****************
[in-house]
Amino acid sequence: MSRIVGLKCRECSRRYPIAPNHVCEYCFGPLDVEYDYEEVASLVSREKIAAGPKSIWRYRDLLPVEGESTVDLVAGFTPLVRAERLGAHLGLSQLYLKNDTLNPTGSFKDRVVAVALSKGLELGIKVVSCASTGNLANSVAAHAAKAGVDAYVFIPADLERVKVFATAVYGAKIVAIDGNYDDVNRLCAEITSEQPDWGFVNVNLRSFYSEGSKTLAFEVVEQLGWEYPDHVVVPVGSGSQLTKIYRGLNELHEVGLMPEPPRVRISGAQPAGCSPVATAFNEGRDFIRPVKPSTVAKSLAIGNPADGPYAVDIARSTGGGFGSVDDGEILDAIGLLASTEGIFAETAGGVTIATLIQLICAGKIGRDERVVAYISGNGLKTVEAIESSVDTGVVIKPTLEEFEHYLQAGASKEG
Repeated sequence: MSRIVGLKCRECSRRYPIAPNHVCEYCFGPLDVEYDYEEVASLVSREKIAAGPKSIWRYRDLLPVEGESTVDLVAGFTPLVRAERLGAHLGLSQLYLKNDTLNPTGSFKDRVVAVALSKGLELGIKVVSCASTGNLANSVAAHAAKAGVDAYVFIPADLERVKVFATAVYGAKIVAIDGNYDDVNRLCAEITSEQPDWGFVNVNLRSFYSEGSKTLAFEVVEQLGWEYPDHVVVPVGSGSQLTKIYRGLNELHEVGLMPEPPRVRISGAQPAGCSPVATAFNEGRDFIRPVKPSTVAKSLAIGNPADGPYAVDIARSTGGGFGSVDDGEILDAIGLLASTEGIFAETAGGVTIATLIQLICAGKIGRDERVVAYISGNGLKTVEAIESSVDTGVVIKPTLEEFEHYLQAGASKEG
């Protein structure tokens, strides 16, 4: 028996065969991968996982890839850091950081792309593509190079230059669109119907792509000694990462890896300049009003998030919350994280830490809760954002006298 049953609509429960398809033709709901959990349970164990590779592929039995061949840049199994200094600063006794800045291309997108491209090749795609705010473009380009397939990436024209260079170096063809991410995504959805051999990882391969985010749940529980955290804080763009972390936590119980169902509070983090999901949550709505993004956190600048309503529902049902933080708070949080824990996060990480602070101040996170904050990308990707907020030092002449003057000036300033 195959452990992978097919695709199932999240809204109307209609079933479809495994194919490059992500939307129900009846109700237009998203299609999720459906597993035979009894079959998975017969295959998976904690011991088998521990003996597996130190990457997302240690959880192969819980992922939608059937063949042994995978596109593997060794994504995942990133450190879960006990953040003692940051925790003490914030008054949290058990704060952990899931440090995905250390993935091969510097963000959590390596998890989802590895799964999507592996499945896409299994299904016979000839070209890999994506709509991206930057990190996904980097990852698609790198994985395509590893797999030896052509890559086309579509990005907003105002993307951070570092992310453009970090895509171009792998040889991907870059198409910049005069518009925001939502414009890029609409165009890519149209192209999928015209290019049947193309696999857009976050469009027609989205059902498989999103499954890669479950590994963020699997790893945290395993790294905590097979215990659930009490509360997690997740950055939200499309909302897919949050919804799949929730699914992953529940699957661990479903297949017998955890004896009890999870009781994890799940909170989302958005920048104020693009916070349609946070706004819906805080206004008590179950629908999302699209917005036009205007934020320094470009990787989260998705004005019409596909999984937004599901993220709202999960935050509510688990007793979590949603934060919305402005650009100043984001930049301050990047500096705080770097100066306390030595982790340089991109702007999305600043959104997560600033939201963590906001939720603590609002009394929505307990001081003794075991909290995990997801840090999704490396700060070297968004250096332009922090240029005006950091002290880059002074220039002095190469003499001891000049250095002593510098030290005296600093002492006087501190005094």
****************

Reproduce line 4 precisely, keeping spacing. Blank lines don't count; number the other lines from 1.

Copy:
């Protein structure tokens, strides 16, 4: 028996065969991968996982890839850091950081792309593509190079230059669109119907792509000694990462890896300049009003998030919350994280830490809760954002006298 049953609509429960398809033709709901959990349970164990590779592929039995061949840049199994200094600063006794800045291309997108491209090749795609705010473009380009397939990436024209260079170096063809991410995504959805051999990882391969985010749940529980955290804080763009972390936590119980169902509070983090999901949550709505993004956190600048309503529902049902933080708070949080824990996060990480602070101040996170904050990308990707907020030092002449003057000036300033 195959452990992978097919695709199932999240809204109307209609079933479809495994194919490059992500939307129900009846109700237009998203299609999720459906597993035979009894079959998975017969295959998976904690011991088998521990003996597996130190990457997302240690959880192969819980992922939608059937063949042994995978596109593997060794994504995942990133450190879960006990953040003692940051925790003490914030008054949290058990704060952990899931440090995905250390993935091969510097963000959590390596998890989802590895799964999507592996499945896409299994299904016979000839070209890999994506709509991206930057990190996904980097990852698609790198994985395509590893797999030896052509890559086309579509990005907003105002993307951070570092992310453009970090895509171009792998040889991907870059198409910049005069518009925001939502414009890029609409165009890519149209192209999928015209290019049947193309696999857009976050469009027609989205059902498989999103499954890669479950590994963020699997790893945290395993790294905590097979215990659930009490509360997690997740950055939200499309909302897919949050919804799949929730699914992953529940699957661990479903297949017998955890004896009890999870009781994890799940909170989302958005920048104020693009916070349609946070706004819906805080206004008590179950629908999302699209917005036009205007934020320094470009990787989260998705004005019409596909999984937004599901993220709202999960935050509510688990007793979590949603934060919305402005650009100043984001930049301050990047500096705080770097100066306390030595982790340089991109702007999305600043959104997560600033939201963590906001939720603590609002009394929505307990001081003794075991909290995990997801840090999704490396700060070297968004250096332009922090240029005006950091002290880059002074220039002095190469003499001891000049250095002593510098030290005296600093002492006087501190005094």